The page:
This concentration on contemporary British work should not be taken to mean that other areas of practice were ignored. Major group shows of historical interest have included Fen Archive (1986) which looked at the work of several largely unknown photographers working in the Cambridgeshire Fens from the 1850s to the 1940s; Tierra Y Libertad! (1986), the Oxford MOMA selection of early 20th century Mexican prints from the Casasola Archive; No Pasaran!, (1987) an Arnolfini exhibition of Spanish Civil War photographs and posters; and Let Us Now Praise Famous Women (1987), a selection of photographs taken by American women photographers for the Farm Security Administration and the Office of War Information which was curated by Andrea Fisher.
Neither has the Darkroom been unaware of recent developments in other countries, hosting three large survey exhibitions in as many years: Remnants of the Authentic (1987) covered German photographic art of the eighties and included among others Walter Dahn, Astrid Klein, Thomas Ruff and Michael Schmidt; the ICA- originated Elsewhere (1988) dealt in photo-based work from Australia; and the recent (July 1989) Shadow of a Dream was a Darkroom organised exhibition of contemporary French work, including a Boltansky ‘alter’, which is due to travel to the Impressions and Untitled galleries. If group shows have been on of the Darkroom’s particular concerns, this should not overshadow the gallery’s record of juxtaposition of Hannah Collins’s Night Shots and Julia James’s Night Sisters (1985), Verdi Yahooda’s stairway installation (1985), Richard Ross’s Museology Photographs (1987), Andrea Fisher’s installation A Fleeting Moment (1987), Pavel Buchler’s Untitled Portraits (1989). Three exhibitions in particular, however, involved a major effort on the Darkroom’s part and can be said to represent landmarks in the careers of the artists concerned.
Review of Work 1950-85 (March 1985) presented a complete cross-section of Jo Spence’s activities from her days as secretary to photographer’s studio down to the latest work on photo therapy; in the artist’s own words, ‘In putting together this Review of my work finally came to see and understand my own central obsession with photography…’. Roger Palmer’s Precious Metals (September 1987) was probably the Darkroom’s most successful touring show, travelling to five other venues including the Serpentine Gallery; it was accompanied by a particularly well designed catalogue which coped effectively with the problem of handling Palmer’s image-and-text triptychs on the printed page. Finally, the 1988 exhibition of Craigie Horsfield’s large, brooding black-and-white prints represented the discovery, through the agency of John Goto, of a major artist who had been working in total obscurity for well over a decade.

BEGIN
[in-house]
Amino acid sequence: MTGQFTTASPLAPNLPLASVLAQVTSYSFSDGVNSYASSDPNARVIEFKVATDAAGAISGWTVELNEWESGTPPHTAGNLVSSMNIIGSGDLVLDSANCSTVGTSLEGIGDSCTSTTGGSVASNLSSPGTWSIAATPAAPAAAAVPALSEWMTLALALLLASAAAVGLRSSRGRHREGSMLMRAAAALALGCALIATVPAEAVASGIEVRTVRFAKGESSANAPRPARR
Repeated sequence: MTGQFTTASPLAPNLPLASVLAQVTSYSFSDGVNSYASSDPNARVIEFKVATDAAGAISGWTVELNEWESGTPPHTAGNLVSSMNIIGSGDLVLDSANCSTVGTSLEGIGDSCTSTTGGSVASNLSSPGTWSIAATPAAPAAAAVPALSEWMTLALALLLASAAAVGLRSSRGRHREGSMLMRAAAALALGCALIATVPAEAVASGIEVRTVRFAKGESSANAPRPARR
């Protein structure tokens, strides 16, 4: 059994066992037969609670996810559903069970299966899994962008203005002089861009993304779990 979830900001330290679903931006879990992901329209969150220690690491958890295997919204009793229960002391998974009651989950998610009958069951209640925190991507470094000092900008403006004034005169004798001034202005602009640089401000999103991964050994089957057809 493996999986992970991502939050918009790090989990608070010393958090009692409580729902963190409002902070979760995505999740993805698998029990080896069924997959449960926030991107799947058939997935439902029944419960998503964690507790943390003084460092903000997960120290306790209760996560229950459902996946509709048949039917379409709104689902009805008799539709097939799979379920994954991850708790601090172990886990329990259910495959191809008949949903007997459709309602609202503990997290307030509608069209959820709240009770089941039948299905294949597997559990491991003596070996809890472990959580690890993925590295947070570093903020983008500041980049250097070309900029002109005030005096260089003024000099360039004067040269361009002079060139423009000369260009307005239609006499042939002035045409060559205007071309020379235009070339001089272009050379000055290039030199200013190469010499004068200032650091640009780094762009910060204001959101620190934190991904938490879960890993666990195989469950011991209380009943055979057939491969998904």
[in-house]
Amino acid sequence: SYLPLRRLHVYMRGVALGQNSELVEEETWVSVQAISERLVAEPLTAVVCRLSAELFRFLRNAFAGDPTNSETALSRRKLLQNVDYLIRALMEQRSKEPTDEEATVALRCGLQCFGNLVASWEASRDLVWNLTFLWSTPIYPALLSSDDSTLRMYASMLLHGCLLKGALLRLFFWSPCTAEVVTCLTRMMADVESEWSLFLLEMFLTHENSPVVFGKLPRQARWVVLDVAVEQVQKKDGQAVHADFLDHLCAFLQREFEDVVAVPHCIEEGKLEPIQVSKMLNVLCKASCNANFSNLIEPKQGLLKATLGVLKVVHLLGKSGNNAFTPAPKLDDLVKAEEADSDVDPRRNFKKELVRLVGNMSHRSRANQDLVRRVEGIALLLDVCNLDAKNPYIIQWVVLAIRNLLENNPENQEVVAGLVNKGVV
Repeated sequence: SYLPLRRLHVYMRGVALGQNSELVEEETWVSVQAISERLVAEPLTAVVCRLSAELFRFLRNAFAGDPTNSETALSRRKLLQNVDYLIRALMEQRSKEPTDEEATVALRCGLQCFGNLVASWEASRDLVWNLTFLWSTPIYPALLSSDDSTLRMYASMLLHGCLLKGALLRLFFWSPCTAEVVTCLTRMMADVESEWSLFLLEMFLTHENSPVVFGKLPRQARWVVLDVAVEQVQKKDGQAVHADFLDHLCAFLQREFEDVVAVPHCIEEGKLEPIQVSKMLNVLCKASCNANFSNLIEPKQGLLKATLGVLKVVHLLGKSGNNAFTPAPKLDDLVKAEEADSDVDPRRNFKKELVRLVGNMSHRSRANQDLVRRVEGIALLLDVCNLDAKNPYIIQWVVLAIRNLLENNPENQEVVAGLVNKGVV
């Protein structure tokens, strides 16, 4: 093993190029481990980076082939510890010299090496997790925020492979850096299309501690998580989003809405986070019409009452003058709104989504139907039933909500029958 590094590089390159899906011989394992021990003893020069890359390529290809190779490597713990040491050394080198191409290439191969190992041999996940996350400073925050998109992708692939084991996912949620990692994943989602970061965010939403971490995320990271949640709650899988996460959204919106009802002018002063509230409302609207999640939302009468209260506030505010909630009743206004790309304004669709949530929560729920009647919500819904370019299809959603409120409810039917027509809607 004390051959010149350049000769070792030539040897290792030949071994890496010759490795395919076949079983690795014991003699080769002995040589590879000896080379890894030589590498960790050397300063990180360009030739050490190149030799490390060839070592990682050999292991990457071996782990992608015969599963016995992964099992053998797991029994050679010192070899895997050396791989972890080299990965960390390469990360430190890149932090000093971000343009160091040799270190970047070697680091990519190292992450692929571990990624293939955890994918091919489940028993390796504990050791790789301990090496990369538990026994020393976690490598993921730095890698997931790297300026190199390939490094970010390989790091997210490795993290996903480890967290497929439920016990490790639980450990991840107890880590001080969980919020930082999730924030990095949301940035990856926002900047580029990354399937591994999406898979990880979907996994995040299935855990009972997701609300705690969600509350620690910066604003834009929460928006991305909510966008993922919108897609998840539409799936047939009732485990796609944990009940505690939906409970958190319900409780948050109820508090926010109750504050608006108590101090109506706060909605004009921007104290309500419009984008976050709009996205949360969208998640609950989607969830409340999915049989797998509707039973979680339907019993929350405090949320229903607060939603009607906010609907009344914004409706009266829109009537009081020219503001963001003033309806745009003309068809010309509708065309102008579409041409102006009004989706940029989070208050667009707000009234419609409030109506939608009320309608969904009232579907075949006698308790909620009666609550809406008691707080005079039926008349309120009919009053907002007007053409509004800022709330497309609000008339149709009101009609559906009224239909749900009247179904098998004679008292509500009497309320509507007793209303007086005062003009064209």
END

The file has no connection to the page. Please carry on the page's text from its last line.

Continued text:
A comprehensive account of the Darkroom should at least mention the lecture programme, with speakers ranging from Ian Jeffrey to Emmanuel Cooper, the workshops, and the many extras such as film and video screenings; these activities, though they might make less of an impression outside Cambridge, have been important in forging links with the local community. As is the case with almost every publicly-funded gallery in Britain, the Darkroom has gone through a number of financial crises, and local support is crucial to its continued existence.
Mark’s newly appointed successor, Claire Macdonald, will take over in January 1990. In the meantime, the Darkroom is being run by the full time administration and education officers under the watchful eye of the board director, Ivan Gaskell. Closely involved with the gallery’s artistic policy for the past year, Gaskell plans to maintain the Darkroom’s commitment to photo-based art, while exploring a wider range of relationships between photography and other media such as sculpture, music, video and installation. Another open exhibition with Kettle’s Yard is planned for next autumn, and it is hoped that more site-specific work will be commissioned in future.
While the future of purely photographic galleries is increasingly coming into question, the Darkroom’s influence can be seen in the fact that other institutions have already started to widen their brief in a similar manner. If five years of successfully defending and expanding the practice are anything to go by, the Darkroom will continue to show the way forward.